Bermuda Post

Monday, Oct 18, 2021

A 1920s London Home Is Revived With a Mint-Green Aluminum Addition

A 1920s London Home Is Revived With a Mint-Green Aluminum Addition

DeDraft revitalizes an old terrace house to include extra space-and a pop of color.

The aluminum extension that architect Grant Straghan designed for the AR Residence in London’s Walthamstow area is as striking as it is durable. "The clients asked us to extend, modernize, and create a bold aesthetic," says Straghan, founder of DeDraft, the local architectural design studio behind the project.



The clients, a librarian and an illustrator, lived in the existing residence for several years before they were ready to move forward with an expansion. When the duo finally decided to renovate the old terrace house, they called on Straghan to add square footage at the rear of their narrow lot. "The house had a small existing footprint," says the architect. "We constructed a single-story addition on the ground floor that meets the depth of the neighbor’s rear building." A concrete terrace with built-in benches extends to the backyard from the aluminum cladding.



To add interest to the dated brick residence, the creative homeowners specifically requested a flourish of color. After learning about the clients’ affinity for green, Straghan selected a pale-toned paint to decorate the exterior in the residents’ favorite color. The mint-green extension also employs vertical fins that protrude from the aluminum. "We wanted the facade to be more expressive," says the architect. "The fins catch the light differently throughout the day, lending increased depth to the exterior."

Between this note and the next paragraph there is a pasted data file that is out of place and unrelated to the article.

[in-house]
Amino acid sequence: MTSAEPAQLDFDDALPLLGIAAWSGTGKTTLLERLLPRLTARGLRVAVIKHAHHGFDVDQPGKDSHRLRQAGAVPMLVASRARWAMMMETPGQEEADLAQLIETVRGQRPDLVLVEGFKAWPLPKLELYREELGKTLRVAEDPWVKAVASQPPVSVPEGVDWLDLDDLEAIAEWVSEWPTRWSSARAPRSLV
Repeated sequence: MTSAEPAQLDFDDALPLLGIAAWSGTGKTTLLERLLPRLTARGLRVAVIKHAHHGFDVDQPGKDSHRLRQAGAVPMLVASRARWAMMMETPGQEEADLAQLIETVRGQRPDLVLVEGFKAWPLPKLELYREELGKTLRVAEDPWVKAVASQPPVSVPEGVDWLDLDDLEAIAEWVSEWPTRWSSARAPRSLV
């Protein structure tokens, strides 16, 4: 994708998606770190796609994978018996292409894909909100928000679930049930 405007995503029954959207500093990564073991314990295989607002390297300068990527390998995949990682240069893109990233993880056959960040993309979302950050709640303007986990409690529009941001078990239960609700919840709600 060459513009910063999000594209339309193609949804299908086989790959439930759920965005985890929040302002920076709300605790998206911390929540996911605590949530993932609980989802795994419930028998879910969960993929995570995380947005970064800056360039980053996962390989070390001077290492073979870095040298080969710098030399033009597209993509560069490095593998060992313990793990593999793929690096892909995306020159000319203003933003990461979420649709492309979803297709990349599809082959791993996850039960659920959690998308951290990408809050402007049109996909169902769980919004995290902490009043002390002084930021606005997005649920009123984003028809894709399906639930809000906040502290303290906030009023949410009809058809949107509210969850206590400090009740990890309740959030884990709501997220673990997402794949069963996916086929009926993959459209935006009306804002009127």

On the interior, the kitchen-and-dining extension features large concrete floor tiles and light-gray concrete blockwork on the walls. "This forms a backdrop for the bespoke birch plywood cabinets," Straghan says.



"To maintain the muted palette, we omitted door-lining details that would’ve been visually excessive," adds the architect. Exposed Douglas fir ceiling joists and Corian countertops lend texture to the compact space, while a skylight brings in natural light, as do the tall glass doors that lead to the garden area.



On the home’s ground level, Straghan also reconfigured walls and relocated a central bathroom without windows. "The family bathroom features a very simple palette of materials, including matte-green tiles and brass hardware in a matte-black finish," says the architect.



A new oak staircase provides access to a converted loft area that functions as an illustration studio. The 1,216-square-foot residence also includes an upper-level reading room outfitted with a custom desk and built-in shelving for the clients’ extensive collection of books and figurines. A large skylight washes this floor in natural sunlight, just like in the ground-level addition.


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